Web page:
Another important thing to watch out for is the @ViewsFilter annotation. This annotation is required for the plugin to register itself and describe some metadata. This string between quotes is the ID for our filter. For this tutorial we’ll use “my_custom_domain_filter”

Implement a hook

The second thing we have to do is to implement theviews_data_alterhook. We are adding a new filter to the node view. This way the view module knows about our filter so we can add it to the actual view a bit later. 

The second thing we have to do is to implement the views_data_alter hook. We are adding a new filter to the node view. This way the view module knows about our filter so we can add it to the actual view a bit later. 

function hook_views_data_alter(&$data)
{
    $data[‘node’][‘domain_filter'] = [
        'title' => t('Domain filter'),
        'filter' => [
            'title' => t('Domain filter'),
            'help' => 'filters nodes on current domain',
            'field' => ‘nid’,
            'id' => ‘my_custom_domain_filter',
        ]
    ];
}

The most important key here is ‘id’ that describes what filterplugin it’s all about.

Adding the filter to the view

Our custom filter is now created and we can add it to the view. We add our custom filter to the node list by clicking on ‘add filter criteria’ in below screenshot:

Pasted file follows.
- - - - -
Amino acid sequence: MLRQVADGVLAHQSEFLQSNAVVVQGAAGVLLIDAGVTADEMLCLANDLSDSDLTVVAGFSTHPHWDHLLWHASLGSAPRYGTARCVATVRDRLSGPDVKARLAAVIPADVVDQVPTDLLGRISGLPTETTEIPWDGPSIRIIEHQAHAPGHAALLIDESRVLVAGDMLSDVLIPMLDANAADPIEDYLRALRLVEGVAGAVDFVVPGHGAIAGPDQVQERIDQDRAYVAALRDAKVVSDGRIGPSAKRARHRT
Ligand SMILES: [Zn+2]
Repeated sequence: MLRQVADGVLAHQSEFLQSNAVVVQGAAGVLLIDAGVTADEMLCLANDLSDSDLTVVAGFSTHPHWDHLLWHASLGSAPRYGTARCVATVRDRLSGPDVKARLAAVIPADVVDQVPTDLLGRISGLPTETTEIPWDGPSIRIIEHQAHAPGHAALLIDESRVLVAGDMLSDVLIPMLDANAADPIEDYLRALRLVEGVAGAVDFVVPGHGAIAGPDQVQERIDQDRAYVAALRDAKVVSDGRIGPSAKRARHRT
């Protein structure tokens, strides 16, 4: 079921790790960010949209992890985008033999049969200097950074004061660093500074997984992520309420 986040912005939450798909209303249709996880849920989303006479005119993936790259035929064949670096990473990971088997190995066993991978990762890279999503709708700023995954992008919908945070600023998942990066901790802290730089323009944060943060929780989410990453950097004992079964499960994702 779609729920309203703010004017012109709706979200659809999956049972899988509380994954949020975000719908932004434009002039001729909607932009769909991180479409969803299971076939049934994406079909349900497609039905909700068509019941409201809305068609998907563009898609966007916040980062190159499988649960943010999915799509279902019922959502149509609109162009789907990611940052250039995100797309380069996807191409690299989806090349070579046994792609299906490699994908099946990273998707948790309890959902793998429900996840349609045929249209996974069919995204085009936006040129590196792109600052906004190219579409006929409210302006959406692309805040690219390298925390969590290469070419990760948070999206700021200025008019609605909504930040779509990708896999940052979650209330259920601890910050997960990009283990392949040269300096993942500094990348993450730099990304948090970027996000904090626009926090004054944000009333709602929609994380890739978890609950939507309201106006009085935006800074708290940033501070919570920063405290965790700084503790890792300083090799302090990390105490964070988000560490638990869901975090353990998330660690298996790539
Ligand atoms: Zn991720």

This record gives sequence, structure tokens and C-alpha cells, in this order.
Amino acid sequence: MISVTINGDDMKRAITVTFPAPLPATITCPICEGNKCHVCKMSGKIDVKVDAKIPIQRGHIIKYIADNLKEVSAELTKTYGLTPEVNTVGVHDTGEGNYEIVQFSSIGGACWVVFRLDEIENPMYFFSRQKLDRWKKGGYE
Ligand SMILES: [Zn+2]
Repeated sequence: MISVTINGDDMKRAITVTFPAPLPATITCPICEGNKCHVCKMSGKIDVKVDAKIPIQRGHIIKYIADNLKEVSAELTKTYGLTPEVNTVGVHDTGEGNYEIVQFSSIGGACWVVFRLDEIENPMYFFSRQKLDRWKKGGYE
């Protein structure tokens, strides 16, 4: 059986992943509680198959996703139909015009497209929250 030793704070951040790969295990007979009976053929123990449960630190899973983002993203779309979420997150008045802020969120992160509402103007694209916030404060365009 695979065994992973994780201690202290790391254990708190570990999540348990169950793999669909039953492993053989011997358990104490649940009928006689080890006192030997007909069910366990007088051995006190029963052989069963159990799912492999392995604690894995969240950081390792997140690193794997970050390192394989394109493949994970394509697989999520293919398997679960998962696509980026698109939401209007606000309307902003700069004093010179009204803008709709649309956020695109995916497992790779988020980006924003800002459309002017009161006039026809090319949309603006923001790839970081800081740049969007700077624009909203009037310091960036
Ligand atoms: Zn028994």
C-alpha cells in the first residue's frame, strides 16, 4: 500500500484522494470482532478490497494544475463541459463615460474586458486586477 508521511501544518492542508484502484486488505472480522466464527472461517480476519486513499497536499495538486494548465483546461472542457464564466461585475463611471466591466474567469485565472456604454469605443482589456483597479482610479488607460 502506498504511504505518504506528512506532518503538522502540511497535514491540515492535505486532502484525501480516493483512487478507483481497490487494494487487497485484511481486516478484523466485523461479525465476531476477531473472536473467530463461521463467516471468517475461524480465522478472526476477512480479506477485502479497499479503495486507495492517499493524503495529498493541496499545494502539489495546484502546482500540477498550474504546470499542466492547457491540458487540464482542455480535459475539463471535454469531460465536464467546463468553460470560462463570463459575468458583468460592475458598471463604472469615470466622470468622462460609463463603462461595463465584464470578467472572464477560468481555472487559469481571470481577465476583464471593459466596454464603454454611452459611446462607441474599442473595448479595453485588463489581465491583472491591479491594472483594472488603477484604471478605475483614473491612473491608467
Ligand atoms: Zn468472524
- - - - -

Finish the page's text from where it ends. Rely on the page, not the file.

If you check the content list now, you will only see content that is linked to the current domain, demonstrating that our filter does what it is supposed to.

Something extra: make the filter portable

Our custom filter is now up and running, but we are not finished yet. Because this filter is now only added to the node list view on my local machine, I want to export this to code. This is important to us because of our way of working.

We build our projects in teams and we don’t want to be obliged to share SQL import scripts across the developers every time we’ve added functionality. Our solution for this is to make sure that all functionality is exported to code.

We also use Drush often to reinstall our Drupal environment. We don’t want to be obliged to add our custom filter to the view every time we reinstall our environment.

Exporting the view was not so difficult. The new configuration manager of Drupal 8 does this perfectly. You do this via “Configuration” > “Configuration Management” > “Single Import / Export” > “Export”, select view at configuration type and select the view you want to export. When exporting the view we got the following yaml code. Please note that we stripped the code a bit to keep it readable. If you wish to receive the full working code, do get in touch.